Samsung CLP-660ND colour laser printer
Samsung's mid-range colour laser printer is fast but delivers poor print quality
- Fast print speeds, automatic duplexing, user-upgradeable memory, UPnP network discovery
- Expensive consumables, generally poor print quality
Samsung's CLP-660ND colour laser printer suffers from poor print quality and expensive consumables. When it comes to quality, there are better printers available.
Price$ 1,199.00 (AUD)
Samsung's CLP-660ND is a capable colour laser printer with features that will suit small businesses. It provides automatic duplexing and can connect to a network, but print quality is inconsistent.
The Samsung CLP-660ND has a 250-sheet paper cassette and a 100-sheet multiple purpose tray. An additional 500-sheet paper tray can be added for $473. The printer has USB and Ethernet ports. It is powered by a 533MHz processor and 128MB of memory, which is user-upgradeable to a maximum of 640MB. There are plenty of flaps and panels from which you can retrieve jammed pages and easily replace the printer's consumables.
Colour toners are aligned vertically behind a large panel on the front of the CLP-660ND colour laser printer. Like Fuji Xerox's DocuPrint C2120, pages are fed through the front of the printer rather than the back, so the paper cassette is slightly longer than the printer unit itself. Unlike the DocuPrint C2120, the CLP-660ND's cassette doesn't protrude much out of the back and doesn't make too much of a difference to the printer's footprint. The output pile is at the very back of the printer. This makes printed pages difficult to retrieve if the printer is placed on a high desk.
Consumables for the Samsung CLP-660ND colour laser printer are slightly expensive; even using high yield cartridges the printer will cost an average of 17.5c per A4 page. This cost is slightly lower than cheaper laser printers, but is beaten by some inkjet multifunctions; HP's Officejet Pro 8500 Wireless, for example.
Through the Samsung CLP-660ND's control panel you can adjust colour registration, default graphics resolution and duplex settings, as well as initiate basic maintenance tasks. Manual colour registration settings are also available, but there is no option to print a colour chart or reference sheet, so performing this task involves trial and error.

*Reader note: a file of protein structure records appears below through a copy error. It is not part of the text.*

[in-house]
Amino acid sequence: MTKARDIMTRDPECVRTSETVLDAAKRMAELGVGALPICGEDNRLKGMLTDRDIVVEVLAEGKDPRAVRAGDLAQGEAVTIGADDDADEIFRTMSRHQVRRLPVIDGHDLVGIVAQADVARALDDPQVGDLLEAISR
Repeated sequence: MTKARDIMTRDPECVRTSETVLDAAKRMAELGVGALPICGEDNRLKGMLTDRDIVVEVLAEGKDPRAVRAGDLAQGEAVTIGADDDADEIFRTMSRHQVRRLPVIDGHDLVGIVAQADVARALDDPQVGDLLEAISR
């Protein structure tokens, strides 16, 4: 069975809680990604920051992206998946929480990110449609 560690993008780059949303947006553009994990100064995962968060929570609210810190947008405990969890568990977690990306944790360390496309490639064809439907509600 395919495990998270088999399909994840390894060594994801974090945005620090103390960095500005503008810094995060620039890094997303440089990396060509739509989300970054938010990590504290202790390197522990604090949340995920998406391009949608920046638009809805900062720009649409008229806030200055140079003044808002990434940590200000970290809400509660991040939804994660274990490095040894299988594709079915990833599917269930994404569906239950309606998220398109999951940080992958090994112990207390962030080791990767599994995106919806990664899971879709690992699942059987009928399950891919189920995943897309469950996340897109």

The Web-based interface provides slightly more control, with access to printer and network settings as well as e-mail notifications. An IP filter can be configured from the interface, and the printer also provides UPnP capability, making the CLP-660ND easier to find over networks.
Print speed is consistent across quality and colour settings. The CLP-660ND colour laser printer takes roughly 15.5 seconds to print the first page of documents, and prints subsequent pages at a rate of 25 pages per minute.
Though accurate, text characters seem more dark grey than black. There is a workaround — a quality setting labelled "print text to darken" — but this is very inconsistent and makes random words or phrases bold rather than the entire document. Unfortunately the setting enables itself each time you print, causing a documents to look blotchy.
We experienced colour registration issues in our tests, which was only partially resolved from the integrated maintenance processes. Even without these problems, colours are bland in general, marked by overly dark greens and blues. Even at the highest quality setting colour graphics are low resolution, causing inconsistent colours that ruin the overall look.
Though the Samsung CLP-660ND colour laser printer has some merits — user-upgradeable memory and automatic duplexing — print quality simply isn't up to scratch. If quality is a primary concern, you can grab Fuji Xerox's DocuPrint C2200 for a similar price.
Follow PCWorld on Twitter: @PCWorldAU
Join the Good Gear Guide newsletter!
Most Popular Reviews
- 1 Samsung Galaxy S6 (32GB) review: Simply, the best Samsung Galaxy
- 2 LG 55-inch curved OLED (55EC930T) TV review: The future of OLED is bright
- 3 HTC One (M9) review: The weakest One in the trilogy
- 4 Google Nexus 9 review: The best of Google and HTC
- 5 Subaru WRX Premium CVT review: A wolf in sheep’s clothing
Join the Good Gear Guide newsletter!
Best Deals on GoodGearGuide
Latest News Articles
- HP LaserJets use a new type of toner particle that can improve energy efficiency and print speed
- da Vinci 1.0 AiO: the world’s first personal 3D scanner and printer is coming to Australia
- Chinese company reveals 3D printed buildings
- Hands on with MakerBot's 3D printed wood
- Hardcotton announces kickstarter for 3D printer
GGG Evaluation Team
First impression on unpacking the Q702 test unit was the solid feel and clean, minimalist styling.
For work use, Microsoft Word and Excel programs pre-installed on the device are adequate for preparing short documents.
The Fujitsu LifeBook UH574 allowed for great mobility without being obnoxiously heavy or clunky. Its twelve hours of battery life did not disappoint.
The screen was particularly good. It is bright and visible from most angles, however heat is an issue, particularly around the Windows button on the front, and on the back where the battery housing is located.
My first impression after unboxing the Q702 is that it is a nice looking unit. Styling is somewhat minimalist but very effective. The tablet part, once detached, has a nice weight, and no buttons or switches are located in awkward or intrusive positions.